Today I am very happy and honored to welcome Linda Sexton, author of Half in Love, to A Bookish Affair!
I didn’t want to write a mental health book. I didn’t want to write a self-help book. I wanted to write a book about my personal struggle with depression, suicide and recovery. A memoir. And so I began Half in Love: Surviving the Legacy of Suicide.
How do you start a memoir?
At first, you feel your life is worthy of teaching others about something they have never thought of before. You have an idea that wants to be aired publicly. Maybe you, as did I, want to tackle a taboo subject, like suicide and depression, and how we get well again. You are afraid to expose yourself, but you do it anyway, taking your fear up in your hand and making a fist around it—a fist that you don’t release.
So often I am asked, “Why write a memoir that brings your family so far into the public eye? Or, even, “why write a candid memoir about your own downfall?”
Worldwide over a million commit suicide annually. There is twice as much suicide as homicide in the United States. Your own hand is more deadly than a gun.
Right now, aside from hypertension, Americans suffer from major depression more than any other general medical issue, and it affects more than twenty million people. Ninety percent are those who suffer from depressive disorders. Suicide is the third leading cause of death among teens, and is now largely considered heritable. We are told by the medical profession that brain chemistry is most often the source—not laziness, not self-pity, not selfishness. There is a burgeoning problem in the military, as those returning from the overseas increasingly resort to killing themselves. And many of the mentally ill are on the street now, turned out of hospitals by budget cuts, looking for a handout, unable to afford their medications.
I found a wanted to reach this audience: families of suicides or depressed loved ones, the suicidal themselves. I decided to make an example of myself, of my depression, of my three suicide attempts—and then of my recovery. I believed all this was worth talking about. And so I began to write.
At first it was terribly difficult. The fear almost overwhelmed me and choked off my voice. But the words kept coming. I persevered, even when I was dealing with something from which a lot of people would want to turn their heads.
But I found myself saying in my mind, to people I had never met. “I survived, so can you.” I wanted to say, “mothers, fathers, brothers and sisters—don’t let that family member isolate himself in his depression, wrapped in the cocoon of pain. Reach out to them despite the confusion and pain you yourself may feel.”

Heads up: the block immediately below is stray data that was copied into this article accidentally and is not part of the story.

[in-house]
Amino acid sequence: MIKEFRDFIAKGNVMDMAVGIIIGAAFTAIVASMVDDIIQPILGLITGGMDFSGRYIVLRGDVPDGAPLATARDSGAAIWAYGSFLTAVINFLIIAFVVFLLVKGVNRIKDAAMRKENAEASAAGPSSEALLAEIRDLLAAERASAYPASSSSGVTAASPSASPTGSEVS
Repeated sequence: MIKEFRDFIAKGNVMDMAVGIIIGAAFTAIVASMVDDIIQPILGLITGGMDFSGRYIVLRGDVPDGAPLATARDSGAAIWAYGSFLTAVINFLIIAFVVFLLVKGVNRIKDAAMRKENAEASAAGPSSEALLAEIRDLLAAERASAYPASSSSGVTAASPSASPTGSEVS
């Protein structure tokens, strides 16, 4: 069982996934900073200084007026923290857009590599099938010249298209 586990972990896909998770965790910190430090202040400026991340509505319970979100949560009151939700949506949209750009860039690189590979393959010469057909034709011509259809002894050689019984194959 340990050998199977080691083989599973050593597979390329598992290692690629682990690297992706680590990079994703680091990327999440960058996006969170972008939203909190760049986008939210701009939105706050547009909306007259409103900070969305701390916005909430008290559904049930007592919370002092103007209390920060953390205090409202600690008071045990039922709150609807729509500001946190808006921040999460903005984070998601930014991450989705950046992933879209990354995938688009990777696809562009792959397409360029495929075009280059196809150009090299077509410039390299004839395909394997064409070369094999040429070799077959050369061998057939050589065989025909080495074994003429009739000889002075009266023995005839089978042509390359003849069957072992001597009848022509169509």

I grew up in a family where no subject was off limits. My mother wrote memoir in the form of confessional poetry, offering up her loves, her pain, her dance with death, to an invisible public greedy for the personal. For her, there was no such thing as a taboo subject.
But over the years, taking your own life was a taboo subject. Back in the middle ages, suicides were refused burial in church cemeteries and relegated to a crossroad instead, where it was believed their diseased souls would disperse in the wind. Today, families still feel shame and hide suicide from public view. How many times have you read an obituary that leaves the cause of death vague, and wondered to yourself? How many times have there been whispers and gossip about the way someone in the community died?
Yet so many people need to talk about this subject. The letters I receive over my website, from people I don’t know and will never meet, are heart rending. They tell their story even though it is an act of intimacy and trust with someone they have never spoken to before. They are writing their own memoir in the form of an email. I make sure I answer each and every one.
I received a note from a psychotherapist who had her own problems with depression and she wrote me this:
“When I said that your mother’s poetry brought me closer to death and your words closer to life, I literally meant just that. I would intentionally read her words in the hope that it would give me the “courage” to kill myself. It always brought me closer to that edge. Quite literally, your books and words move me away from that cliff.”
Regardless of where my mother’s confessional poetry and her revelations about her own life brought her readers, she always said to me, quite bravely, I think: “Linda, tell the whole story. Tell it true.” And so telling it true became part of the inheritance she left to me, as well as that of death, as well as just plain old writing. I’d like to think that with my memoirs, both Half in Love and Searching for Mercy Street: My Journey Back to My Mother, Anne Sexton, that I am telling it true, and that I follow in the best of my mother’s legacies. And those are the “ins and outs of memoir:” remember always to tell the whole story, no matter what it costs you.
Half In Love Giveaway Contest
In celebration of the paperback release of Half In Love (Counterpoint/January 2012), Linda Gray Sexton will be sponsoring a giveaway contest of ten books. Starting Monday, December 5th, out of the first thirty people who join the reader board on her website (http://lindagraysexton.com/
blog/forums/) to share their stories, thoughts, experiences or questions on depression, suicide, grief, loss and love, ten will be randomly selected to receive a signed copy of the book. (It can be personalized if the winner wishes.) It is an opportunity to share in a supportive community of those have opened their world and themselves as a way of finding both illumination and healing, and to connect with Linda Gray Sexton on her very personal and brave journey in Half in Love.